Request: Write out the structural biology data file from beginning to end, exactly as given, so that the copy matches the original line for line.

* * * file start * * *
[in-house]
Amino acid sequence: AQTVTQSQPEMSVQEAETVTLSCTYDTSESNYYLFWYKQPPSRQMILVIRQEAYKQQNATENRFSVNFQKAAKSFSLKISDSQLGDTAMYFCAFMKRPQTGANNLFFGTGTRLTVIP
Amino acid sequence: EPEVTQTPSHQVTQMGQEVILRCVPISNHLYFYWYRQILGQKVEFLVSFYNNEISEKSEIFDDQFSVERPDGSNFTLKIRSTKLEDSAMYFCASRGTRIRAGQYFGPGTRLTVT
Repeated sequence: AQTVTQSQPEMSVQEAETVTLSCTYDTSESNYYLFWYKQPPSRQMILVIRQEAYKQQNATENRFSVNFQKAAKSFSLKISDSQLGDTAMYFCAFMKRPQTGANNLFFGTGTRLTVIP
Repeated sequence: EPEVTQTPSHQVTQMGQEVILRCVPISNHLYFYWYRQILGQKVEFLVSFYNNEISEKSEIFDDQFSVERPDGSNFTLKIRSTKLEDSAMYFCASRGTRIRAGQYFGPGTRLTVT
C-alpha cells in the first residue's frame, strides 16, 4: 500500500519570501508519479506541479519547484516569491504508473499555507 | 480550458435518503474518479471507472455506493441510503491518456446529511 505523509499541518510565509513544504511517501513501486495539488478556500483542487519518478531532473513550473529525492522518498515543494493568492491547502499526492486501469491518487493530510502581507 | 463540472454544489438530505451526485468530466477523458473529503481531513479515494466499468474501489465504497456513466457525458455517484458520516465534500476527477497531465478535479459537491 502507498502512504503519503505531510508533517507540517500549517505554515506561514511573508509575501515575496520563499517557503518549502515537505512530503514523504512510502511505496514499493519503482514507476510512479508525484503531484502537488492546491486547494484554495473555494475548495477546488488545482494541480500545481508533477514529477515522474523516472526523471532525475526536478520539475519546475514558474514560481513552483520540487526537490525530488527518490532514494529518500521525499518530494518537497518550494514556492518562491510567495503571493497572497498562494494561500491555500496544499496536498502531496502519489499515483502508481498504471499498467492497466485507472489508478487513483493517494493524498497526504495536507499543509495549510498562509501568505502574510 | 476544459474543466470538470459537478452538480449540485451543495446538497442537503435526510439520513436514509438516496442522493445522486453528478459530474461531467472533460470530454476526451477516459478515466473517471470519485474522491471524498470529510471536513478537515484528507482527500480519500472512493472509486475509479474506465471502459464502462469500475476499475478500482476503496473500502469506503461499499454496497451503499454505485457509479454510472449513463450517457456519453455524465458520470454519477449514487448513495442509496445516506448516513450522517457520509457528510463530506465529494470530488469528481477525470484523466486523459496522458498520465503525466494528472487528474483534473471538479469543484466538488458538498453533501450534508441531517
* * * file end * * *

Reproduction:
[in-house]
Amino acid sequence: AQTVTQSQPEMSVQEAETVTLSCTYDTSESNYYLFWYKQPPSRQMILVIRQEAYKQQNATENRFSVNFQKAAKSFSLKISDSQLGDTAMYFCAFMKRPQTGANNLFFGTGTRLTVIP
Amino acid sequence: EPEVTQTPSHQVTQMGQEVILRCVPISNHLYFYWYRQILGQKVEFLVSFYNNEISEKSEIFDDQFSVERPDGSNFTLKIRSTKLEDSAMYFCASRGTRIRAGQYFGPGTRLTVT
Repeated sequence: AQTVTQSQPEMSVQEAETVTLSCTYDTSESNYYLFWYKQPPSRQMILVIRQEAYKQQNATENRFSVNFQKAAKSFSLKISDSQLGDTAMYFCAFMKRPQTGANNLFFGTGTRLTVIP
Repeated sequence: EPEVTQTPSHQVTQMGQEVILRCVPISNHLYFYWYRQILGQKVEFLVSFYNNEISEKSEIFDDQFSVERPDGSNFTLKIRSTKLEDSAMYFCASRGTRIRAGQYFGPGTRLTVT
C-alpha cells in the first residue's frame, strides 16, 4: 500500500519570501508519479506541479519547484516569491504508473499555507 | 480550458435518503474518479471507472455506493441510503491518456446529511 505523509499541518510565509513544504511517501513501486495539488478556500483542487519518478531532473513550473529525492522518498515543494493568492491547502499526492486501469491518487493530510502581507 | 463540472454544489438530505451526485468530466477523458473529503481531513479515494466499468474501489465504497456513466457525458455517484458520516465534500476527477497531465478535479459537491 502507498502512504503519503505531510508533517507540517500549517505554515506561514511573508509575501515575496520563499517557503518549502515537505512530503514523504512510502511505496514499493519503482514507476510512479508525484503531484502537488492546491486547494484554495473555494475548495477546488488545482494541480500545481508533477514529477515522474523516472526523471532525475526536478520539475519546475514558474514560481513552483520540487526537490525530488527518490532514494529518500521525499518530494518537497518550494514556492518562491510567495503571493497572497498562494494561500491555500496544499496536498502531496502519489499515483502508481498504471499498467492497466485507472489508478487513483493517494493524498497526504495536507499543509495549510498562509501568505502574510 | 476544459474543466470538470459537478452538480449540485451543495446538497442537503435526510439520513436514509438516496442522493445522486453528478459530474461531467472533460470530454476526451477516459478515466473517471470519485474522491471524498470529510471536513478537515484528507482527500480519500472512493472509486475509479474506465471502459464502462469500475476499475478500482476503496473500502469506503461499499454496497451503499454505485457509479454510472449513463450517457456519453455524465458520470454519477449514487448513495442509496445516506448516513450522517457520509457528510463530506465529494470530488469528481477525470484523466486523459496522458498520465503525466494528472487528474483534473471538479469543484466538488458538498453533501450534508441531517